Researchers at the University of Bristol have found that mothers-to-be who eat oily fish such as sardines and mackerel have children whose visual development is better.
This positive association was also seen for breastfeeding.
The findings were announced by Dr. Cathy Williams, the eye expert on the Children of the 90s project. This study, based in Bristol, has monitored the health and development of over 14,000 children from pregnancy. A 10% sample of the Children of the 90s children were regularly invited to "Children in Focus" clinics where, among other things, their vision was tested.
Dr. Williams said, "As far as we know this is the first time that diet in pregnancy has been shown to be associated with a child's visual development. Our results suggest that children whose mothers ate oily fish in pregnancy or who were breastfed reach the adult grade of depth perception sooner. Other unpublished data from the Children of the 90s shows a strong association between good depth perception and better mental development".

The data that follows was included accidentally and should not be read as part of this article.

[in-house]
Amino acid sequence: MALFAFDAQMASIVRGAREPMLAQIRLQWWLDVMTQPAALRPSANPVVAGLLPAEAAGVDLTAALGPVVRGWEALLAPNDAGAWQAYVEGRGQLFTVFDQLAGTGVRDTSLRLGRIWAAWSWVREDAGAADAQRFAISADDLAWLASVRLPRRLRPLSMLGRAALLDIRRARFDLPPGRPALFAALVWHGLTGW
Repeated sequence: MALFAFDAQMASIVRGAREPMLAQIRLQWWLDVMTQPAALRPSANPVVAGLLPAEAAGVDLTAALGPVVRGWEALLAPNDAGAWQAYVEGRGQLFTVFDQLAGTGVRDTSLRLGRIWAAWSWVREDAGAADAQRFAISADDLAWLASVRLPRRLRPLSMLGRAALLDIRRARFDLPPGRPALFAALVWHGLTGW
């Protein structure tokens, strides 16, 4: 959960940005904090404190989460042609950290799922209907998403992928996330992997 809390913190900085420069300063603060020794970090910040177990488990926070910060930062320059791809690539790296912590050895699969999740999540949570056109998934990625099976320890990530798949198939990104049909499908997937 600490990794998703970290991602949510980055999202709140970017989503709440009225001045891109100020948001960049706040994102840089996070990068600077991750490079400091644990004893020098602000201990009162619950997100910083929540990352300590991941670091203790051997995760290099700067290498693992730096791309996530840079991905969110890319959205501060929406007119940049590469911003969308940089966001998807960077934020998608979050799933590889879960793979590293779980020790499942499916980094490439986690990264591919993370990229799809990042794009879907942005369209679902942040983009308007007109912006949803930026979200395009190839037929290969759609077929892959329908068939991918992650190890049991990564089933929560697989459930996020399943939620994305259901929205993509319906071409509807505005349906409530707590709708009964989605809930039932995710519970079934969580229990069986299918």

She added, "We are not suggesting that pregnant women run out to the supermarket and strip the shelves of canned fish, as the women we looked at only ate the fish once a fortnight."
Oily fish is the richest source of DHA, a fatty acid which is an important structural component of neuronal membranes found in the brain. DHA is also present in breast milk but not in standard formula milks.
These results add to the debate about whether formula milks should be fortified with fish oils.
The research team tested the children again when they were seven years of age, looking at the whole sample of the Children of the 90s, at a clinic known as "Focus @ 7" and they hope that further analysis will determine whether the effect they have seen in the three-year-olds will remain at the age of seven.
(Reference: "Stereoacuity at 3.5 years of age in children born full-term is associated with prenatal and postnatal dietary factors: a report from a population based cohort study" C Williams, EE Birch, PM Emmett, K Northstone and the ALSPAC Study Team. American Journal of Clinical Nutrition 2001.)
Avon Longitudinal Study of Parents and Children
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